However, with country reviews from Fitch and S&P twice a year at least, and the possibility of ratings changes between scheduled reviews, the possibility of further downgrades cannot be excluded, which has heightened uncertainty.

A 35% weighting is ascribed to this down case of further credit rating downgrades and a 35% weighting to the expected case. With the World Government Bond Index holding a large amount of South Africa’s LC (local currency) LSD (long-term sovereign debt) the rand could weaken substantially if this Citibank fund has to sell its South African bonds (local currency long-term sovereign debt), given the large size of its holdings.

The rand and bond yields were to a significant extent shielded from April’s credit rating downgrades by the strong risk on financial markets as foreign investors were heavy purchasers of Emerging Market debt globally.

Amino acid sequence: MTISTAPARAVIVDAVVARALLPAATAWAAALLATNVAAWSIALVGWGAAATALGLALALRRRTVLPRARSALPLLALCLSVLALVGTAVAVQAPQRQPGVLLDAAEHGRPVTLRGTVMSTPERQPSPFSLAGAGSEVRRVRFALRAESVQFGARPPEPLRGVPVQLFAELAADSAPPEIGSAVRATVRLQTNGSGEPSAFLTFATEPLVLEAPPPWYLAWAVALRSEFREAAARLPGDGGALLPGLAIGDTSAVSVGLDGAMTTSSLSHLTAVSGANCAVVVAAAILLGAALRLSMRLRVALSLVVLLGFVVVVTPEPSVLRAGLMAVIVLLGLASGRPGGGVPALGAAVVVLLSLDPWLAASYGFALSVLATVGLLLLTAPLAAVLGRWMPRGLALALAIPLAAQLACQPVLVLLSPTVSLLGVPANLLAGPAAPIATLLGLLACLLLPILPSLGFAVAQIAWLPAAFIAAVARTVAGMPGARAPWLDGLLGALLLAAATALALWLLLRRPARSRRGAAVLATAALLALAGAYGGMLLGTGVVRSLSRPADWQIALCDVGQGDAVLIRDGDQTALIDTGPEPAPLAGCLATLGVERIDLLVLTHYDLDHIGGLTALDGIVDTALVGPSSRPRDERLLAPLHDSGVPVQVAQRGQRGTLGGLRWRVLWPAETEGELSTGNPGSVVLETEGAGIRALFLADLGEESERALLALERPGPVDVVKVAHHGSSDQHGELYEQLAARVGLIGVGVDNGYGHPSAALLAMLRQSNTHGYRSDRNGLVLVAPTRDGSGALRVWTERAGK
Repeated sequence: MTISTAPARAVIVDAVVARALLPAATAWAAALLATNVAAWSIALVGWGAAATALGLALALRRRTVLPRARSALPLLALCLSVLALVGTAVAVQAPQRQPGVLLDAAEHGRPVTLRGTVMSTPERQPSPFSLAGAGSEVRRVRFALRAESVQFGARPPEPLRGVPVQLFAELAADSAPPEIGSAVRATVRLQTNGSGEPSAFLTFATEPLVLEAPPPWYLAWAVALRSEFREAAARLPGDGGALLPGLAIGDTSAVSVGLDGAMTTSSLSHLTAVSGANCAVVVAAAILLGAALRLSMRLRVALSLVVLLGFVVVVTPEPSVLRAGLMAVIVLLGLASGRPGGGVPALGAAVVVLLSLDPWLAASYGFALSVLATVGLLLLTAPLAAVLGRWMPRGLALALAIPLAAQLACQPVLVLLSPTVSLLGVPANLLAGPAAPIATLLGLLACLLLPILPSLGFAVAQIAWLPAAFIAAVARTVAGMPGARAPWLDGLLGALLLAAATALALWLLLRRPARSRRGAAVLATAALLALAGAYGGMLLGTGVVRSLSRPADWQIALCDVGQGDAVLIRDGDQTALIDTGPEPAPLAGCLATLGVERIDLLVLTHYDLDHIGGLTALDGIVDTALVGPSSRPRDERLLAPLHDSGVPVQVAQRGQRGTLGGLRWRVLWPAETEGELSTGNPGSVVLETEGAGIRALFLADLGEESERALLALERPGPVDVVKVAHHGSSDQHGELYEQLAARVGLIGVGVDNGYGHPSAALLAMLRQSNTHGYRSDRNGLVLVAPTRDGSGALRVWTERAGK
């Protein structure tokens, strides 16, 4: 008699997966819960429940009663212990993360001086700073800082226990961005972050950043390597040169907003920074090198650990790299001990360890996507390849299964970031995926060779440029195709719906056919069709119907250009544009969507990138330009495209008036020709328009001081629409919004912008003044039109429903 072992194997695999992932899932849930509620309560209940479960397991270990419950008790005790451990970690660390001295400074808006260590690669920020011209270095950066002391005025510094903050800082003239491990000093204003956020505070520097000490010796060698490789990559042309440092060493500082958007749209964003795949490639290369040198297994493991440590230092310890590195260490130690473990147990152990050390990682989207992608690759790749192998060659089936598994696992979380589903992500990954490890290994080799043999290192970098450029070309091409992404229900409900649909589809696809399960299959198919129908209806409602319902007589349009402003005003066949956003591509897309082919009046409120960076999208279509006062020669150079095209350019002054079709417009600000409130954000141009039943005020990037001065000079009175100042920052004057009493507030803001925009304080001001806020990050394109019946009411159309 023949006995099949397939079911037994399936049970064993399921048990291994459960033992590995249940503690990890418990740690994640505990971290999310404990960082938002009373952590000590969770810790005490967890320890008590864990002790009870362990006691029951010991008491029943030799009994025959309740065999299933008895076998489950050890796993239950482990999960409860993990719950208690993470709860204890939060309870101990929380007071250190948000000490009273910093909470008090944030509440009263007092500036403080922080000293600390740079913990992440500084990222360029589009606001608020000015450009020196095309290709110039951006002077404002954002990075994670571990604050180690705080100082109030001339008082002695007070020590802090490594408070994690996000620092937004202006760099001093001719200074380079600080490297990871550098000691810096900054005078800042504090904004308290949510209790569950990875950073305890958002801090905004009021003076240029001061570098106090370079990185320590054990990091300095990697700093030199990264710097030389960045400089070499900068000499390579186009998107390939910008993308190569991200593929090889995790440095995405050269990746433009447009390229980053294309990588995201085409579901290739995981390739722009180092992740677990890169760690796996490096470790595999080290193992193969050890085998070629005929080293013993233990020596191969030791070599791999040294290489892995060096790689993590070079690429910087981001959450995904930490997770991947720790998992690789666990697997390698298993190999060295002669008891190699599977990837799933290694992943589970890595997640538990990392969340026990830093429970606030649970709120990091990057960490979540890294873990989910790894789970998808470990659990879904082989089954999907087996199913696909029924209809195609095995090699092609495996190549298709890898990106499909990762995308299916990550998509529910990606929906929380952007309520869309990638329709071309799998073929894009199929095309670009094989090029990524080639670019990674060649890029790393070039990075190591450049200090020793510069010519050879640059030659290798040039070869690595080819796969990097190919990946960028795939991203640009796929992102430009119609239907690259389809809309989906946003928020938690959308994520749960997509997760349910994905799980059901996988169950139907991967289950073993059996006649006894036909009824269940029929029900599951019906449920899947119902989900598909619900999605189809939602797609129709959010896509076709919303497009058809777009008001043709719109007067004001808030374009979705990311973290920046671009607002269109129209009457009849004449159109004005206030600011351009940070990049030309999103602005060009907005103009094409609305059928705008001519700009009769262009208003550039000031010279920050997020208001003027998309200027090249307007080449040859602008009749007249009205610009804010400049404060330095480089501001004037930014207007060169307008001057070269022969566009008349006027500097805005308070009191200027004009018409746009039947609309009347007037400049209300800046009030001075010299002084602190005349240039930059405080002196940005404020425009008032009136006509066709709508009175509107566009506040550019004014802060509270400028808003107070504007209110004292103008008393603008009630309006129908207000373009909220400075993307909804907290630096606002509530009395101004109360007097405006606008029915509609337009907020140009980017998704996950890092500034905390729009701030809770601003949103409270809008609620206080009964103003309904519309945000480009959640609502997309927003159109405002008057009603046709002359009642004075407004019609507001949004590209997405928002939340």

Looking forward for the rand much will depend on the global cycle, with the domestic currency at high risk of volatility, and weakness in particular from further credit rating downgrades and/or a risk-off global environment.

Expansionary fiscal policy in the US is still expected to drive growth, while the European recovery continues, with manufacturing activity and trade improvements of 2016 still noted globally, and indications that this persisted into H2.17. The feed through into investment and imports is expected to persist, strengthening global economic activity.

Figure 4: Commodity and oil markets and advanced economies PMI’s

Source: IMF WEO April 2017 and Bloomberg / Economist

However the slowdown in China and moderation in commodity prices has impacted emerging market growth, with only a modest pick-up expected. In sub-Saharan Africa a lift in growth is expected as well (see figure 2), with South Africa’s pick-up in growth more modest. Commodity prices are generally expected to rise this year and next, but only modestly, and not reaching the heights of 2011 (see figure 4).